This article addresses the immediate post-war debates surrounding artistic production and more specifically the plural and often contradictory critical responses to visual artists who, also for quite contrasting reasons, saw the possibility of re-engaging with a humanist tradition as a way for art to rediscover its meaning and future purpose in a post-fascist world. Art became a metaphor for a country still in shock about its past and uncertain about its future as tensions emerged between those in the west hoping to rebuild continuities with the legacy of German visual cultural heritage, and those in the east who saw 1945 as the chance to construct new cultural foundations within in the context of the new Cold War social order.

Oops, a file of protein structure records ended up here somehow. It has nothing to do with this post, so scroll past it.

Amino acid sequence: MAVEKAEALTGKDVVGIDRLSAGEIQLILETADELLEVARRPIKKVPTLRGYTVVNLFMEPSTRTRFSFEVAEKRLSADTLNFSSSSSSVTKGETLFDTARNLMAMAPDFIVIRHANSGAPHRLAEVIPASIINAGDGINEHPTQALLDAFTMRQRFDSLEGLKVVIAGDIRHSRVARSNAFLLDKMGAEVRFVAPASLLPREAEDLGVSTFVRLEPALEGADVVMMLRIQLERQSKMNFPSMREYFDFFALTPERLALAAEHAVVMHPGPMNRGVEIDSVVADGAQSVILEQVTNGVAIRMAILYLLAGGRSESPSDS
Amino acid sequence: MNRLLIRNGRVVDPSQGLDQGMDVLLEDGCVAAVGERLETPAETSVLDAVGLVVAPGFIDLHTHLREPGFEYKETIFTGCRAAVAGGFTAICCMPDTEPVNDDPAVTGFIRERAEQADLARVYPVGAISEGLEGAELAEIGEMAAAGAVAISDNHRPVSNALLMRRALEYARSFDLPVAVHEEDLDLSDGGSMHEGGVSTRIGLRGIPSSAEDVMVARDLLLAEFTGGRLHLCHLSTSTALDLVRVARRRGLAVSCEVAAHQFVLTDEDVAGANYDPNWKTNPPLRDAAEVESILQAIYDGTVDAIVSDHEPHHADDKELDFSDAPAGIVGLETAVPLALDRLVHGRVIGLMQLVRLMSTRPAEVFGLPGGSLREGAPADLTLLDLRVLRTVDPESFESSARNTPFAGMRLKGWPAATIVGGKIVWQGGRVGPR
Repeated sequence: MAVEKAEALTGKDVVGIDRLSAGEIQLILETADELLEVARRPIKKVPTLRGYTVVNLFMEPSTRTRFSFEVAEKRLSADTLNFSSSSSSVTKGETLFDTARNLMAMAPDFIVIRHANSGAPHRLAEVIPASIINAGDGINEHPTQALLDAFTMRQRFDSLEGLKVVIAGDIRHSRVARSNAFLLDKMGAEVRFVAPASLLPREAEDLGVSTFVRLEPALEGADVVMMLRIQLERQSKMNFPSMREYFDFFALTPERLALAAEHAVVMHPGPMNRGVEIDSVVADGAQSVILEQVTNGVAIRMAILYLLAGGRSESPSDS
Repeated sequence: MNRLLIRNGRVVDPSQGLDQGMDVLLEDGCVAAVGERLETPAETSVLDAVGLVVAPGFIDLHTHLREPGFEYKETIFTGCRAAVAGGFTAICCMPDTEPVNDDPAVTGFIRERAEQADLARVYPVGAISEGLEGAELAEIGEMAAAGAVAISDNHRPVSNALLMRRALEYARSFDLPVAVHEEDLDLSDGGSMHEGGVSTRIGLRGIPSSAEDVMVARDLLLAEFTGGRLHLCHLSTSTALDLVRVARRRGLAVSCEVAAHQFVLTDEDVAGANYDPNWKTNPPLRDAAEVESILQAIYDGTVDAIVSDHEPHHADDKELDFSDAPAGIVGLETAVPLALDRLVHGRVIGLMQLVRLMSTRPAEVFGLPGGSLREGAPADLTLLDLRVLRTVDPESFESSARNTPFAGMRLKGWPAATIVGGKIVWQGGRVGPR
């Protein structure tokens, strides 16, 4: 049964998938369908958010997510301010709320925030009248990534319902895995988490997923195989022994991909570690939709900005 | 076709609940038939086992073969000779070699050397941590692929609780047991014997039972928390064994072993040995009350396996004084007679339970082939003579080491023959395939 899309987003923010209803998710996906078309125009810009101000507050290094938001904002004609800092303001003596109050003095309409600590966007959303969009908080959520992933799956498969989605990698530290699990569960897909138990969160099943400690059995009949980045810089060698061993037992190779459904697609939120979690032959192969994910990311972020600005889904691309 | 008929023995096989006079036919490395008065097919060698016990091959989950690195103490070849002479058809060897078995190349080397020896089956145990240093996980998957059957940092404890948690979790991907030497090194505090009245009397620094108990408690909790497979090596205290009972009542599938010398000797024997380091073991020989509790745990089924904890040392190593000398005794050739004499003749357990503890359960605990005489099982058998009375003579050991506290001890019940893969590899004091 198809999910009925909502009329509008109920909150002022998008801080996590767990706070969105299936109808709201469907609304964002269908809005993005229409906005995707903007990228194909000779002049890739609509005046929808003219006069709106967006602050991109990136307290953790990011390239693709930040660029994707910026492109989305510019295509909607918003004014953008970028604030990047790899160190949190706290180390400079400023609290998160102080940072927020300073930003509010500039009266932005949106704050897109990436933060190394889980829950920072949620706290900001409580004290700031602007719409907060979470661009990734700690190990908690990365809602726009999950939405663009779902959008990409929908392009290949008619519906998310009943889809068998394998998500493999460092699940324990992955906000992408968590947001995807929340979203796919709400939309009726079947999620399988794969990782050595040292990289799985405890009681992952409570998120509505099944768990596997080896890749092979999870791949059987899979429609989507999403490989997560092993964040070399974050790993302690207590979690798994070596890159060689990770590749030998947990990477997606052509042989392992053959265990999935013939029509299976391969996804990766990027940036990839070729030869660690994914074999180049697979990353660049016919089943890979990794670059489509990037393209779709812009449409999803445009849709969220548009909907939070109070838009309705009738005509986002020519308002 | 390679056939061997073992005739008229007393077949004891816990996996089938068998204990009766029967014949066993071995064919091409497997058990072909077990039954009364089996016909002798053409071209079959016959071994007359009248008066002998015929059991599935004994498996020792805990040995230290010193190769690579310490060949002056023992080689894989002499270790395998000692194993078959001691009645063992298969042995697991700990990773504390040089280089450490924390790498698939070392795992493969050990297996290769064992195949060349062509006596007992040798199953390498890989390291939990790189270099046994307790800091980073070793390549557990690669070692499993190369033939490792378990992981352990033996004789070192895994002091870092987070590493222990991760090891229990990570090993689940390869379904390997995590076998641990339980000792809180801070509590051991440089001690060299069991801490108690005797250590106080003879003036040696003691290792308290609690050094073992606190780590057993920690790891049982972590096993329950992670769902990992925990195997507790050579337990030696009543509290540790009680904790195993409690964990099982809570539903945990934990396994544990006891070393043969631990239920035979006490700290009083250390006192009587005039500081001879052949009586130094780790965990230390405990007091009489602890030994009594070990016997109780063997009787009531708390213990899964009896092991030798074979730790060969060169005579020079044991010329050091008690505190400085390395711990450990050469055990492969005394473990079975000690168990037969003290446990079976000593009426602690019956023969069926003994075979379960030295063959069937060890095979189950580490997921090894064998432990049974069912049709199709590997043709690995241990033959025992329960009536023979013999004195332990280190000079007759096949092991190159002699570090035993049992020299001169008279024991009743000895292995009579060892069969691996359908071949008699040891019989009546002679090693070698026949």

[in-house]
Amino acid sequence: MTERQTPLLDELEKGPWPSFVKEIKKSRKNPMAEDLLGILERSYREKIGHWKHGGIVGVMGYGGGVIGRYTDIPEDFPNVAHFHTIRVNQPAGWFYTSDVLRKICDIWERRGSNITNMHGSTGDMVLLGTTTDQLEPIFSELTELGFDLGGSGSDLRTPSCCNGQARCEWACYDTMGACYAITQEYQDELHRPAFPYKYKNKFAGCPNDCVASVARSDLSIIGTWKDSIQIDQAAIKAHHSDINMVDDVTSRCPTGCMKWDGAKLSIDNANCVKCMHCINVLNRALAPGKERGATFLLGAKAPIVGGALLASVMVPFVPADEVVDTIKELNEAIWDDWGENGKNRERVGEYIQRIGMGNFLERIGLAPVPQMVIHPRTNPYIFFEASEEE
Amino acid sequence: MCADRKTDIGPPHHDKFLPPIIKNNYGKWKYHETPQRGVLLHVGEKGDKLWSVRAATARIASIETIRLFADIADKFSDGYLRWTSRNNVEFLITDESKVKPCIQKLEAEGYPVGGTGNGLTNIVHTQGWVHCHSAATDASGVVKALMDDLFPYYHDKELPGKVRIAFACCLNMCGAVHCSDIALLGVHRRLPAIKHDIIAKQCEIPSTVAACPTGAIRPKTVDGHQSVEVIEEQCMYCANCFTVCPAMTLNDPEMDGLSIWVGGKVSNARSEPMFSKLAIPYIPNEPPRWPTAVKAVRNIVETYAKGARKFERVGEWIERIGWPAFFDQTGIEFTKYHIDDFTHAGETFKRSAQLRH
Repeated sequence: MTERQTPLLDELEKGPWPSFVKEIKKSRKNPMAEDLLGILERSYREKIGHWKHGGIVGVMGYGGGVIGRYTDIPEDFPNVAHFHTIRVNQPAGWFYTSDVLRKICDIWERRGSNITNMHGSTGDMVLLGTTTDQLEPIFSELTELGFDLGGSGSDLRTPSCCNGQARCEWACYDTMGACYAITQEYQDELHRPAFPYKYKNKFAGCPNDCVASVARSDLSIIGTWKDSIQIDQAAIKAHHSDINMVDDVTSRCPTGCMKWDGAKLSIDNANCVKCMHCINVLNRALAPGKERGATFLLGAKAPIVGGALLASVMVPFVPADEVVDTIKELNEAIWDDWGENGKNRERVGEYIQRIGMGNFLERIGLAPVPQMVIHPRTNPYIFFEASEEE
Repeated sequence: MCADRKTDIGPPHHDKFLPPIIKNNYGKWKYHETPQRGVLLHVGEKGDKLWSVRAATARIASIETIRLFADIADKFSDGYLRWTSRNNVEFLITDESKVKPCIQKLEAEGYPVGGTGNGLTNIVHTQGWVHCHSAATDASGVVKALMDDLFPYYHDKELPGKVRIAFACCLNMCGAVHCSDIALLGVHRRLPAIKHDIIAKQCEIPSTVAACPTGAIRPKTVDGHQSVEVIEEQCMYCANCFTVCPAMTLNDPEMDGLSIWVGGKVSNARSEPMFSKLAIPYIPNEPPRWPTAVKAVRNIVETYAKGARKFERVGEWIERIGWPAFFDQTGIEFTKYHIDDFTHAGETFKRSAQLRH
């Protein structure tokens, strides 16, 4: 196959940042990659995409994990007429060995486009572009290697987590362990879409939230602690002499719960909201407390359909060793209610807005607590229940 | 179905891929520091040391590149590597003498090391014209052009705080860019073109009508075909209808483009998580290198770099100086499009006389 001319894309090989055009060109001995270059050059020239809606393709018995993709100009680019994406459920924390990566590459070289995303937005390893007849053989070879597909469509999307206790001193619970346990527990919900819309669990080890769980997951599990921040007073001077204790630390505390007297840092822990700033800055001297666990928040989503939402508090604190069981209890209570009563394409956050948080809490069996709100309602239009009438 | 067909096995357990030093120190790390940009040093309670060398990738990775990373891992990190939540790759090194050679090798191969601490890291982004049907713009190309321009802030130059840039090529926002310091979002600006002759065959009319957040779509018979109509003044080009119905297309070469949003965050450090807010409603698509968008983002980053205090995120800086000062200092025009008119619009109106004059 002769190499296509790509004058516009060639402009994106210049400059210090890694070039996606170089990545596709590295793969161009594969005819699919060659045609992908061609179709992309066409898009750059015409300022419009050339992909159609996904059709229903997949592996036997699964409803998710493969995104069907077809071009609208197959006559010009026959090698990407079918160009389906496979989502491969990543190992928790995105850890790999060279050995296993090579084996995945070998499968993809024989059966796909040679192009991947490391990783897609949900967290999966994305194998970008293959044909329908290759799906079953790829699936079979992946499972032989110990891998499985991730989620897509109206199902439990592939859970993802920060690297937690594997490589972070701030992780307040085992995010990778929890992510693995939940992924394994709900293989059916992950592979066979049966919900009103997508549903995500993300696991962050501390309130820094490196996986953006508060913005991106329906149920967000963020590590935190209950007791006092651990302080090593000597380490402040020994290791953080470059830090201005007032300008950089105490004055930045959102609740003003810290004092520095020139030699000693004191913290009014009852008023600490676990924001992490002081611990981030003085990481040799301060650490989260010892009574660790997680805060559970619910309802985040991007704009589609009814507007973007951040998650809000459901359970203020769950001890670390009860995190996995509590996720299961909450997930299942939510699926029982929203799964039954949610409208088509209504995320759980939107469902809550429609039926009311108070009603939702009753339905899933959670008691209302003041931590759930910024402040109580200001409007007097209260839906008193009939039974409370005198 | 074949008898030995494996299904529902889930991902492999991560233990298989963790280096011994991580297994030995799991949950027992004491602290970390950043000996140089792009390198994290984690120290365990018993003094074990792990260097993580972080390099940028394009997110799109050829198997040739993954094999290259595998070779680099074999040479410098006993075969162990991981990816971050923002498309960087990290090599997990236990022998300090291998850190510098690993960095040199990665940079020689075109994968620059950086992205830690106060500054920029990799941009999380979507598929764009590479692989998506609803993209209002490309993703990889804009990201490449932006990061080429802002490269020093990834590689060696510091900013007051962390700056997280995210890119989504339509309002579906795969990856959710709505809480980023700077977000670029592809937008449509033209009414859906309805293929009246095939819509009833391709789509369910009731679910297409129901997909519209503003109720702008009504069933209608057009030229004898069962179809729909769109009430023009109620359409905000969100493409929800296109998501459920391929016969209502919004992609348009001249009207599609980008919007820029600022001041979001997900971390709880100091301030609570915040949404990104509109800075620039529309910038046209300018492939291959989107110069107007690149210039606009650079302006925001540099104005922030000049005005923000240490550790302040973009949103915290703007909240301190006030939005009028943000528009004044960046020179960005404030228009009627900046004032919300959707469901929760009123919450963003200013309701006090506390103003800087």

The analysis focuses on how these hotly-contested debates were constructed in Germany’s two most significant early post-war art periodicals, Bildende Kunst and Das Kunstwerk. By examining the critical responses to major exhibitions in both eastern and western occupation zones with a discussion of some of the key debates, editorial features and most-debated artists, it offers a new interpretation of how diversely painters, critics, cultural commentators and the art-going public interpreted and appropriated the humanist rubric to suit their own agendas. Despite this, humanism successfully managed to bridge the growing divisions between proponents of the restoration of art’s liberal principles and those who seeking to politicise its function to socialist ends.
How to Cite:
Graham-Dixon, F. “Democratic Humanism in German Painting, 1945-1949: Cultural Division and Public Reception”. New Readings, vol. 9, 2008, pp. 1—18. DOI: http://doi.org/10.18573/newreadings.64